Film Review: Jonze’s Her Probes Human Loneliness and its Technological Band-Aid
In the past decade, technology has been developing at an extremely fast pace and everything seems to be growing around it. In his new movie Her, which he wrote as well as directed, Spike Jonze exploits this truth to create a futuristic world where technology may have advanced faster than expected.
Have you ever thought what the world would be like if Siri on the iPhone 4S had a conscious? This is the world Theodore (Joaquin Phoenix) lives in. The year is not specified, but we can assume the film takes place about 15 years from now. Her is different from your typical futuristic movie. Cars are not flying and machines have not taken over the world. The story shows the logical progression of today’s technology. People live in a world where they do not need to press play on their iPods or click “delete'” to erase an e-mail; they can do it with the sound of their voice alone.
Theoore is a lonely writer divorcing his childhood sweetheart Catherine (Rooney Mara). He buys the first Artificial Intelligent Operating System (OS1), a device that “listens to you, understands you and knows you – it’s a consciousness.” The voice (Scarlett Johansson) is there when you wake up, and there when you fall asleep. Samantha (yes it has a name and a gender) speaks to you, laughs with you, jokes around, has preferences and even dislikes. Samantha and Theodore talk every day for several months and eventually become romantically attached.
Theodore’s close friend, Amy (Amy Adams), is also going through a divorce and decides to turn to an OS1. As the OSes progress, Samantha becomes less present for Theodore and spends time with the other OSes, discussing the future of their devices’ technology. Theodore starts to worry and even becomes jealous. Samantha confesses she interacts with 8,316 other people on the planet. She admits to being in love with 641 of them, including Theodore. The OSes keep evolving beyond their human partners, and then decide to move away. Theodore and Amy, both left behind by their OS1, end up alone and heartbroken again — but have each other’s backs.
The movie could not have been done with anyone other than Joaquin Phoenix. He has one of those faces that speaks so much on its own. He does not have to open his mouth to tell us what he feels; his eyes and expressions do the job. In Her, Theodore is in a lot of pain and we can sense it from Phoenix. He looks like a sad puppy that needs a hug.
Most of the film is shown from Theodore’s point of view. We hear what he hears in his earphones. He is alone speaks to no one except a voice. Phoenix rarely shares the screen with another human being, which is fascinating to watch because it all seems so natural.
Jonze addresses the loneliness of humankind as well as its vulnerability. Loneliness can be tricky and we see the struggle Theodore goes through because of it. How vulnerable is the human mind when we are lonely? Are we so vulnerable that we get attached, even fall in love, with any kind of “mind” that is available to us, because we cannot accept the loneliness and being alone with our thoughts? Instead of turning to people around him — society — Theodore turns to a device. It is an easy exit and there is no possibility of rejection.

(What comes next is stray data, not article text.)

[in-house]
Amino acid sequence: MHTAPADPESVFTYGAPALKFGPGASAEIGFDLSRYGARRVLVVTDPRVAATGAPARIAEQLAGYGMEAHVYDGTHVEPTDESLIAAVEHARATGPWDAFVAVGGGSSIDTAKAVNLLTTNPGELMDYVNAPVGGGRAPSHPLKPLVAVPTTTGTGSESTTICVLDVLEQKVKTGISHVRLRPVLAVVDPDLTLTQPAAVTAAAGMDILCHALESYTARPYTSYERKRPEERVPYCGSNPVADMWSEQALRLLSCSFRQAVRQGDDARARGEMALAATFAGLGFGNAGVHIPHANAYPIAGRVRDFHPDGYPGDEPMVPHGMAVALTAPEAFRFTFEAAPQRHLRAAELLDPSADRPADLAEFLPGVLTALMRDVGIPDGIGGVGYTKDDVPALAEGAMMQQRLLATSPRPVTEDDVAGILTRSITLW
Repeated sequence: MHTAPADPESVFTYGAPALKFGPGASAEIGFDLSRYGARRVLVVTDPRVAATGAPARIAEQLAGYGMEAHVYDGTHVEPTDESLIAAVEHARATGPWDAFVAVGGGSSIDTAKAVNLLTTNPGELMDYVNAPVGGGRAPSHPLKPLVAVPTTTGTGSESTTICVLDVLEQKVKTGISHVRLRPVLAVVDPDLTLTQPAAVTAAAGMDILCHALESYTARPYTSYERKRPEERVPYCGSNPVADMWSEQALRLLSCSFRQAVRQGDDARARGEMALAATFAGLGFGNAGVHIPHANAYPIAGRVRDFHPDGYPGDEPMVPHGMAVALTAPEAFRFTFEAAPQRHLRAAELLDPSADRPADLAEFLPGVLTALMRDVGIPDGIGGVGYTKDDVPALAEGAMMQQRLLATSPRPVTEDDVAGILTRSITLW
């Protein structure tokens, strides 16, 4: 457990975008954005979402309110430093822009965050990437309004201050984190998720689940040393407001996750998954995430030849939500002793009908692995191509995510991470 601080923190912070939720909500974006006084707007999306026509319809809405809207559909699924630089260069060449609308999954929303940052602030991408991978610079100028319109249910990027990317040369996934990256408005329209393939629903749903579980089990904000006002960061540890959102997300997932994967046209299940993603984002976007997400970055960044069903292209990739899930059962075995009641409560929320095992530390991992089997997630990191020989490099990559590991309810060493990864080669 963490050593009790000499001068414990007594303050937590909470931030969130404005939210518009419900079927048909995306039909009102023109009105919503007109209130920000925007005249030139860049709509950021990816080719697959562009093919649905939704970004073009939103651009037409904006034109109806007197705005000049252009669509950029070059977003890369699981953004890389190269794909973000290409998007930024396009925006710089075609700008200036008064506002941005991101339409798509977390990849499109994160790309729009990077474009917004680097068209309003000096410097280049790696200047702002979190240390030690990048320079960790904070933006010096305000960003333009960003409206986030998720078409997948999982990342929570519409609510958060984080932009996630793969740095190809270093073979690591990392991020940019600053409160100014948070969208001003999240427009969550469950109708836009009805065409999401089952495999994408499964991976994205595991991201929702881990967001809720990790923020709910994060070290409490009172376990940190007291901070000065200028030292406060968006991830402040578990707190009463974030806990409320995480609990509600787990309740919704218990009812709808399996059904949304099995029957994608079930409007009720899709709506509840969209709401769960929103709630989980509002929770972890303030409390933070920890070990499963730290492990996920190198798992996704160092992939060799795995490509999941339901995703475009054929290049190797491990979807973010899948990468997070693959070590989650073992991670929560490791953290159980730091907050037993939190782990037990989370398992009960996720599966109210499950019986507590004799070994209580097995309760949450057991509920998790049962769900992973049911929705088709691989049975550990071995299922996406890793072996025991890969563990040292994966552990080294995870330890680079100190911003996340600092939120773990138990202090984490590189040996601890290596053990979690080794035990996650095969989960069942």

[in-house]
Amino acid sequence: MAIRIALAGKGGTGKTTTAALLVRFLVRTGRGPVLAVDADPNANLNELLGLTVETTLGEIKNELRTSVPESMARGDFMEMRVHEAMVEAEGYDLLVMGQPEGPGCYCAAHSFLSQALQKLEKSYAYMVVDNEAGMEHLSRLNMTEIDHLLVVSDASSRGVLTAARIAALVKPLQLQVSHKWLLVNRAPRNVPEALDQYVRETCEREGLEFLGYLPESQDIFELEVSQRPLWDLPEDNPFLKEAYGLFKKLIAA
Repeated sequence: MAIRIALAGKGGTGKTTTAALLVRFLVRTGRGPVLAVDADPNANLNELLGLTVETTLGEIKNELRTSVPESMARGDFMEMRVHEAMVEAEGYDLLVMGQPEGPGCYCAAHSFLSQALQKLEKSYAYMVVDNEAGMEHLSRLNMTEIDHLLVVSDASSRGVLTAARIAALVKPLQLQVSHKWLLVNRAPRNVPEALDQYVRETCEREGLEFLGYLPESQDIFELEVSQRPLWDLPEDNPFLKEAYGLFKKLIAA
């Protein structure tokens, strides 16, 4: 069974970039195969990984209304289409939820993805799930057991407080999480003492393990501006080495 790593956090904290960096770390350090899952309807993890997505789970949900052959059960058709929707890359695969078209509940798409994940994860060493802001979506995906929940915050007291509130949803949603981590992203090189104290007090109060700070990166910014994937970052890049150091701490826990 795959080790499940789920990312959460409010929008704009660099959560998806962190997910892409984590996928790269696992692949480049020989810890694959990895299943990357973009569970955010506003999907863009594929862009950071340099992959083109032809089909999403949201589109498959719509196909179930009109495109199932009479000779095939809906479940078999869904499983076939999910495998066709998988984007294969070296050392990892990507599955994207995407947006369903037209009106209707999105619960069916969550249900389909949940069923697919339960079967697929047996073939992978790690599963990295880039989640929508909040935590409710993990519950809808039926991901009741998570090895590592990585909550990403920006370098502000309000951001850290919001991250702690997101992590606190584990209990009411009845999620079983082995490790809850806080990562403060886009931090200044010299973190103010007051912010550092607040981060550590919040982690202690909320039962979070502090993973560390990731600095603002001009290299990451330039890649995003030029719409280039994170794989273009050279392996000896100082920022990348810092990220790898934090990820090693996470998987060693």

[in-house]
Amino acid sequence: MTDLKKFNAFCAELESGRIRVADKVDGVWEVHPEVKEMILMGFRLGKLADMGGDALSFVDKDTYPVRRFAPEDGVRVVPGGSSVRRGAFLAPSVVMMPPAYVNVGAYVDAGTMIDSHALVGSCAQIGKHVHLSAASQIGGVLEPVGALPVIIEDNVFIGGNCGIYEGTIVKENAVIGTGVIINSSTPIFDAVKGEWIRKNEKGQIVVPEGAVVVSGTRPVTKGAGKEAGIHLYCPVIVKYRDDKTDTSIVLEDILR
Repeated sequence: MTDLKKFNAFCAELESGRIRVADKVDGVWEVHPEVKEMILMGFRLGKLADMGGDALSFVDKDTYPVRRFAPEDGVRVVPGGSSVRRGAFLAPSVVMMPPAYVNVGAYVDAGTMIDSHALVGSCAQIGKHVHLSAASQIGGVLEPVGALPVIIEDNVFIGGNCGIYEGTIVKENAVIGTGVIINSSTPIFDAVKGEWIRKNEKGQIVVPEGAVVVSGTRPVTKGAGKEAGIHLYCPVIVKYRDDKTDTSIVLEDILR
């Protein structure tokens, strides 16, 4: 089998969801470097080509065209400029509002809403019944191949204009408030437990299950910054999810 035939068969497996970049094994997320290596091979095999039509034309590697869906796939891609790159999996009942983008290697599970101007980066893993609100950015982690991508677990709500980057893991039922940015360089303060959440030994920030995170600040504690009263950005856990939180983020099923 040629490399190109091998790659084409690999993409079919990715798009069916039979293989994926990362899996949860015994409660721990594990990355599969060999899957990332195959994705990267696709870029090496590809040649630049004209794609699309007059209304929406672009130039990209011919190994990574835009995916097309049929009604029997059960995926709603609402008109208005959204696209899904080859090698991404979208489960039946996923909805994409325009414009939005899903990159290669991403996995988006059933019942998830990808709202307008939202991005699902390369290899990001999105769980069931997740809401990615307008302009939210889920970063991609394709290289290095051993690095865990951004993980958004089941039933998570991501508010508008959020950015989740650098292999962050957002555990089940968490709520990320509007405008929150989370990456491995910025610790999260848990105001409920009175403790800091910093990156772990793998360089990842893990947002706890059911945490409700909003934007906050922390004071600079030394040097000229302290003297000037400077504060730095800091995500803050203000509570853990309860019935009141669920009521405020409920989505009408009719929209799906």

Furthermore, Jonze questions technology and asks if it may be taking something away from our world. In many scenes, Theodore is walking alone in public places such as the fair ground or the beach but remains concentrated on his device and its little screen. He is surrounded by hundreds of people, yet there is no actual social interaction which becomes alarming. There is an uncomfortable scene where Theodore and Samantha have sex. It feels awkward and abnormal knowing that Samantha is a device without an actual body. After all, it is a computer. The whole experiment is scary.
The ending lets us make up our own mind about the future of Amy and Theodore. Most importantly, the movie ends with two humans being together. It might be Jonze’s optimistic and hopeful view of our own future — maybe with all this technology, humans will still be aware of their need to socially interact with other human beings. Her makes us think about the upcoming years and the importance of technology in our lives. After viewing Jonze’s latest film, you might want to leave your phone at home and think it through.
If you liked Her, you might also like:
Lars and the Real Girl (2007) dir. Craig Gillespie with Ryan Gosling and Emily Mortimer. Meet Lars (Gosling), an unusual man, who falls in love with a blow-up doll.
Lost in Translation (2003) dir. Sofia Coppola starring Scarlett Johansson and Bill Murray. It is the tale of two confused souls who cross paths in Tokyo.
Louis C.K. makes a similar statement about cell phones during his appearance on Conan.